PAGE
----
- Features | January 30, 2014
Keeping Your Estimates Accurate Through Code Changes
Changes to the electrical code are typically viewed as primarily impacting the jobsite, but what every good estimator knows is that anything that affects the jobsite should feed back into the estimate. After all, the estimate’s performance is proven by how accurately it predicts how the job is completed. With this in mind, we will look at some examples from recent changes to the National Electric Code® (NEC)—both this year and previously—that can directly affect the accuracy of your bid and your business.
One of the more frequent changes to the code is in adding or changing devices. A good example from the 2014 update is a requirement for an emergency shutdown system on photovoltaic (solar power) systems that can activate within 10 seconds. As jurisdictions begin adopting this code section (690.12), bids will need to carry this expense and labor. Even if you have not bid solar in the past, expect to see it more frequently as solar energy again appears to be rising in popularity after the recession slowdown.
Contractors handling mostly residential work can be affected by the NEC’s device changes too. For 2014, the past trend of requiring more GFCI- and AFCI-protected circuits continues. The new code now requires GFCI protection on hidden receptacles that are within six feet of a sink (210.8 (A)(7)) and AFCI protection for kitchen and laundry circuits (210.12). The material cost over traditional devices can quickly add up, even if the labor is the same. Miss these new requirements on a large remodel or new house, and your company will end up paying for it through deficiencies and customer callbacks.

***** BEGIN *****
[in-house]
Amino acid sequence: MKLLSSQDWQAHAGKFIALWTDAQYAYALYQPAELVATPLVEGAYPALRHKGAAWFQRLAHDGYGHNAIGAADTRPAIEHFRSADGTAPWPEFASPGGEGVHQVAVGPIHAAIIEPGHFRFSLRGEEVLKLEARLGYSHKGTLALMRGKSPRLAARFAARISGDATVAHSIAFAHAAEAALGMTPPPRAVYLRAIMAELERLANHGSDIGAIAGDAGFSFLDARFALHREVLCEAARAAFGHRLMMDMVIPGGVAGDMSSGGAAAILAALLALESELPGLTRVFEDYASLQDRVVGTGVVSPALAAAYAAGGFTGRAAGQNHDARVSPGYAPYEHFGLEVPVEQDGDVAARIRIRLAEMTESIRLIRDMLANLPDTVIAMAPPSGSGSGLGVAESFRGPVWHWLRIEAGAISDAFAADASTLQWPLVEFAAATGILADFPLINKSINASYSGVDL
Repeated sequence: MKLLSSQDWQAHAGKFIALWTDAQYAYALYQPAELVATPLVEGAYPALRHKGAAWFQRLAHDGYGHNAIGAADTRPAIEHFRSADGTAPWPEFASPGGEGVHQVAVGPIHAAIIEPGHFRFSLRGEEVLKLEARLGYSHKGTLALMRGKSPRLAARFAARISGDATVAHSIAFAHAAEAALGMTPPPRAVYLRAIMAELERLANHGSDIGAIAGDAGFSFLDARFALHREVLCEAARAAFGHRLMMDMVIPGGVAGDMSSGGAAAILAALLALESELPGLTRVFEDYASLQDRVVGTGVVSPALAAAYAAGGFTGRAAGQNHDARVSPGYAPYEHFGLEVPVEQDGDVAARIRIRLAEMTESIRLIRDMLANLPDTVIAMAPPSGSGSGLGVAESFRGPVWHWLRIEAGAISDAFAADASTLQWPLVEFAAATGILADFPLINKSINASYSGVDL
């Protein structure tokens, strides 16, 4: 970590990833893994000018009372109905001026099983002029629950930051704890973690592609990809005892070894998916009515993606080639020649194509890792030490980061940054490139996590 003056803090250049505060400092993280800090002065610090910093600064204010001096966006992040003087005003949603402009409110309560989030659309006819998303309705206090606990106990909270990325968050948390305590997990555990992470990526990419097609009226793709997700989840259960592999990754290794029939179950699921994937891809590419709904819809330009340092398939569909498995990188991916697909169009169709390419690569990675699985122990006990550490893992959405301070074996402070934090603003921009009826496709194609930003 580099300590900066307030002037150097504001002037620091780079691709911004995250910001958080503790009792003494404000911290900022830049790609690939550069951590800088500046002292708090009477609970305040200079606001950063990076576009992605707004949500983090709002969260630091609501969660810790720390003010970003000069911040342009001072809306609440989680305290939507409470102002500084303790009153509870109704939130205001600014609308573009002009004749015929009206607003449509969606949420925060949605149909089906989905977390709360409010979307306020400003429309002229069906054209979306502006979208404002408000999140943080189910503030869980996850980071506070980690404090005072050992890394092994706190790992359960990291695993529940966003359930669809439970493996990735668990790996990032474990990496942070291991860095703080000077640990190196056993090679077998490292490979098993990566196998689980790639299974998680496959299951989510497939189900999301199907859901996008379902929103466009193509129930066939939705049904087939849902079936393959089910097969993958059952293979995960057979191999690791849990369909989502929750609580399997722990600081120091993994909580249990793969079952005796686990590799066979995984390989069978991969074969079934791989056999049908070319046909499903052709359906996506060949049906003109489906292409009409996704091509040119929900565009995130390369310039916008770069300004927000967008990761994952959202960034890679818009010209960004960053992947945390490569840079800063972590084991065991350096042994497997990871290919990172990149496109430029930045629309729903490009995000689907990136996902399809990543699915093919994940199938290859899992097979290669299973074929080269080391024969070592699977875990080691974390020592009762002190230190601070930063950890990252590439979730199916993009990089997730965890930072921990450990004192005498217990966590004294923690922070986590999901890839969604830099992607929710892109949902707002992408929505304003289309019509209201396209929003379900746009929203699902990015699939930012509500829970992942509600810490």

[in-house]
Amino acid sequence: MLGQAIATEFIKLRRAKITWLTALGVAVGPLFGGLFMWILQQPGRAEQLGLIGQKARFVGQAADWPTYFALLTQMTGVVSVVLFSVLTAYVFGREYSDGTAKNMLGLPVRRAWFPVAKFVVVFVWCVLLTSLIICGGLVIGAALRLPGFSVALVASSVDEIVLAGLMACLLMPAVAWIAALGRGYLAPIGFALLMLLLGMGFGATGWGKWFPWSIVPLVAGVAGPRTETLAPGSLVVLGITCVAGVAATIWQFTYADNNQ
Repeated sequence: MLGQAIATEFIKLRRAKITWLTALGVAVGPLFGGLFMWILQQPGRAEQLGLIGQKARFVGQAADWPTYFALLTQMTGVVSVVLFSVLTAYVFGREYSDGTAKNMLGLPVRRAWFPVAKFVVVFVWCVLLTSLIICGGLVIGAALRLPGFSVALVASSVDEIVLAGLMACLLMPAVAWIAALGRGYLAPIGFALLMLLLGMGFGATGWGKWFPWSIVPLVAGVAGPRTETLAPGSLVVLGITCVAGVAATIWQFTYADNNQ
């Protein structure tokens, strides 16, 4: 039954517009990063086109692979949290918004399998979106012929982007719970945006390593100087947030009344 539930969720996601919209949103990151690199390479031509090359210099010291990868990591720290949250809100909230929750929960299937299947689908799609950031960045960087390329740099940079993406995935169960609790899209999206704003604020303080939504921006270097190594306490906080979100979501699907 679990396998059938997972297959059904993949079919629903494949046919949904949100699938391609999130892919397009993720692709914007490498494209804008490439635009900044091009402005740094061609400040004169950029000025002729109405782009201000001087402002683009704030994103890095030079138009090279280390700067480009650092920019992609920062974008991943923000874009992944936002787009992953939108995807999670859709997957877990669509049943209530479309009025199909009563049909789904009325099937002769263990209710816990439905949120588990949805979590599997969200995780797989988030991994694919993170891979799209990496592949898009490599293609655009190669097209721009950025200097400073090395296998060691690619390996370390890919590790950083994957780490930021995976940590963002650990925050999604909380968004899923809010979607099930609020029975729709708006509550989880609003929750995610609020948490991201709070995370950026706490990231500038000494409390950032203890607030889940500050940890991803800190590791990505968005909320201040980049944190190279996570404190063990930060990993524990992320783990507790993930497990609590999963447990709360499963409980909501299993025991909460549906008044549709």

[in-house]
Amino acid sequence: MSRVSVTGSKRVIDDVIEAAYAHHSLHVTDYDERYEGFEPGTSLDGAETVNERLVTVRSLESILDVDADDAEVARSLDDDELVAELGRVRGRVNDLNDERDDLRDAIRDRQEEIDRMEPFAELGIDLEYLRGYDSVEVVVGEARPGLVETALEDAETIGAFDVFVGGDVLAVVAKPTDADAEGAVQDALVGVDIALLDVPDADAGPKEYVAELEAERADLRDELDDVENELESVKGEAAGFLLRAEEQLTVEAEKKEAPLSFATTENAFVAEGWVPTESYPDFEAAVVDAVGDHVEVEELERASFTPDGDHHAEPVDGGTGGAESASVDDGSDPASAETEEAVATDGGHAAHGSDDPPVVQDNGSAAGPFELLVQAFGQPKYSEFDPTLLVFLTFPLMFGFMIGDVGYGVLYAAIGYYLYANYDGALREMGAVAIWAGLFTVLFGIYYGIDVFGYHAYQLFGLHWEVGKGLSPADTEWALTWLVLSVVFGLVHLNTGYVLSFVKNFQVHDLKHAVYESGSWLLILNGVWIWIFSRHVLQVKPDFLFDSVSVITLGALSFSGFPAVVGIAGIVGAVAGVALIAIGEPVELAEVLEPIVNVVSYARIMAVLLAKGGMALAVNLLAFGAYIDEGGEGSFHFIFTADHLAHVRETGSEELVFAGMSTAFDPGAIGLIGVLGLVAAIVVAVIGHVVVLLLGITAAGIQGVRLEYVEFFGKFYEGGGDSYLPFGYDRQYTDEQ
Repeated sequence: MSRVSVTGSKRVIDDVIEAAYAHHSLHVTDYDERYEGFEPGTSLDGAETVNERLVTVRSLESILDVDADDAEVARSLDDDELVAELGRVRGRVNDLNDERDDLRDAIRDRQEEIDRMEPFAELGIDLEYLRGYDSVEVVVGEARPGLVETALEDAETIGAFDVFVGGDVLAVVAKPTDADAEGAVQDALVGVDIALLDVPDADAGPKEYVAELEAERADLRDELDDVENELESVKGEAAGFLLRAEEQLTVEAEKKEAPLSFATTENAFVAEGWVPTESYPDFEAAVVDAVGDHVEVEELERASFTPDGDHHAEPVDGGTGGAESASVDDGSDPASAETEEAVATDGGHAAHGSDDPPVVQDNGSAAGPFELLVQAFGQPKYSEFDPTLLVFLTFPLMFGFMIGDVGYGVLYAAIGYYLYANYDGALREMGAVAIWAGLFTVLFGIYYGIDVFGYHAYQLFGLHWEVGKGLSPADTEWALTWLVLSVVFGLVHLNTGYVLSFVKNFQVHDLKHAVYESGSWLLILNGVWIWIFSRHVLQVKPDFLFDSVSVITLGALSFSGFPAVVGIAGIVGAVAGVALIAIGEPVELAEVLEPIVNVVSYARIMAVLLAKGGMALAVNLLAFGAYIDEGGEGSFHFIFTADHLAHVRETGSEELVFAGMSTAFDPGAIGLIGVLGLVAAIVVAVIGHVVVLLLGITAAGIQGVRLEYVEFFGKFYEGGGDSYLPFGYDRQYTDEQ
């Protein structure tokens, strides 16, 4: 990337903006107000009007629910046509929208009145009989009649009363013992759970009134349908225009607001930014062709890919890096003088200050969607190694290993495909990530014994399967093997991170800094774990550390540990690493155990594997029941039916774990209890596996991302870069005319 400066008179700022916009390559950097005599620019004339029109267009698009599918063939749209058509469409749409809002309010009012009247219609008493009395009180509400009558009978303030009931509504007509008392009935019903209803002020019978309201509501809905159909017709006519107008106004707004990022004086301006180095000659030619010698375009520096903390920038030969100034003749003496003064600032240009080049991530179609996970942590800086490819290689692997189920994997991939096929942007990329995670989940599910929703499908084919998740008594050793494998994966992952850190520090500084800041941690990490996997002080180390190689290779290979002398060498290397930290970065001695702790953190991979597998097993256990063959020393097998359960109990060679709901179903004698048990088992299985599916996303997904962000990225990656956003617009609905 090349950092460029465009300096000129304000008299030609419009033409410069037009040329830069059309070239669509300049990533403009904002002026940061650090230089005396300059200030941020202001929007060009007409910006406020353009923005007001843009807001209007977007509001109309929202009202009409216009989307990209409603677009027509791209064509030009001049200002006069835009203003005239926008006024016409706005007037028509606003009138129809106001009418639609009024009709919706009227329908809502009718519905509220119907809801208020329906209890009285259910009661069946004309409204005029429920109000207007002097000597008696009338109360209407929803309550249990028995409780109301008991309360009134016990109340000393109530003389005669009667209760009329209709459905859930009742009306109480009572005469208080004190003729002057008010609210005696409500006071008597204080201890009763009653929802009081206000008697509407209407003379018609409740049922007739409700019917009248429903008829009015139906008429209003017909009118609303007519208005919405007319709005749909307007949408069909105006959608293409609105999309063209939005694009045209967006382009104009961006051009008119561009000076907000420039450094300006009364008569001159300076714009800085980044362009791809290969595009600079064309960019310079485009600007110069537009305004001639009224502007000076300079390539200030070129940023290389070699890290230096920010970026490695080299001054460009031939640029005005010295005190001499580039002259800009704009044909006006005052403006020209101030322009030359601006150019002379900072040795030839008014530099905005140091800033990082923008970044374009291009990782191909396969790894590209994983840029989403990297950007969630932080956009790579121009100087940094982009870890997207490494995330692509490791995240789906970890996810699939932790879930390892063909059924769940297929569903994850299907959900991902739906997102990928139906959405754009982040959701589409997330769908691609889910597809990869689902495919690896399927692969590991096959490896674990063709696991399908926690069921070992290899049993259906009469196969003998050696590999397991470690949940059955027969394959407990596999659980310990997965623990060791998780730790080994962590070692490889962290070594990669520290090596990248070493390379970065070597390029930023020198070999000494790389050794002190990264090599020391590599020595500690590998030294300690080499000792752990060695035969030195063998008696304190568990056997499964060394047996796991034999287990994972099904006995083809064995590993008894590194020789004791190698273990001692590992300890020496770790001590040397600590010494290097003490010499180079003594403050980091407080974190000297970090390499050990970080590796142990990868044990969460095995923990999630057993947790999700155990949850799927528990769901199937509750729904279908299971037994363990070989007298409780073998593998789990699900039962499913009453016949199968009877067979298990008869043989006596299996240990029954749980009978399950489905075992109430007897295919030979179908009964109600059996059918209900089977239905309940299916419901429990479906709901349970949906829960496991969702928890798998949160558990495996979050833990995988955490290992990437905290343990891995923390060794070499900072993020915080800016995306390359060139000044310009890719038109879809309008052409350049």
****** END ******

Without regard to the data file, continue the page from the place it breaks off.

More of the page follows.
Regional Code Issues
A good estimator will help grow the business—and that often means bidding on jobs outside the company’s local area. This situation can present a challenge as code changes such as the 2014 revision are not rolled out at one time in all areas of the country. In fact, some areas may be using the 2008 Code (now two revisions old) and will soon change directly to 2014. For example, the Idaho State legislature, which currently enforces the 2008 Code, will meet in January 2014 to consider enforcing the 2014 NEC in July 2014. If they agree, this means a jump of two revisions at once for estimators to take note of.
In addition to variations in which revision of the code is enforced, many authorities regularly add their own local changes. These regional variations in requirements mean that an estimator is going to need to do some homework when bidding a job outside his or her local jurisdiction if the bid is going to be accurate and competitive against local contractors. Even after the bid is won, the project should be done according to local code, with any extra expense due to missed requirements paid for by the contractor. As usual, accuracy in the bid pays not only in winning more bids but also higher profits once the job is complete.
The last consideration of code changes examined here is related to value engineering. Experienced estimators know that the designs they are provided to bid on may have inefficiencies. Estimators who apply value engineering are usually more successful. A good estimator will not blindly bid what is drawn but think of the job as a series of specifications to be met in the most cost-effective way possible that still meets the specifications and safety code.
A simple example of this is pulling wire—the drawing may show two conduits nearby one another with a minimal number of wires in each. Seeing this, the estimator may recognize that the code allows for one conduit to contain enough wires for both runs, and this is how it will actually be installed in the field. Since the estimate is supposed to predict how the real-word project will be built, the estimator will only carry one pipe instead of the two on the drawing. This is an example of value engineering in simply combining wire pulls.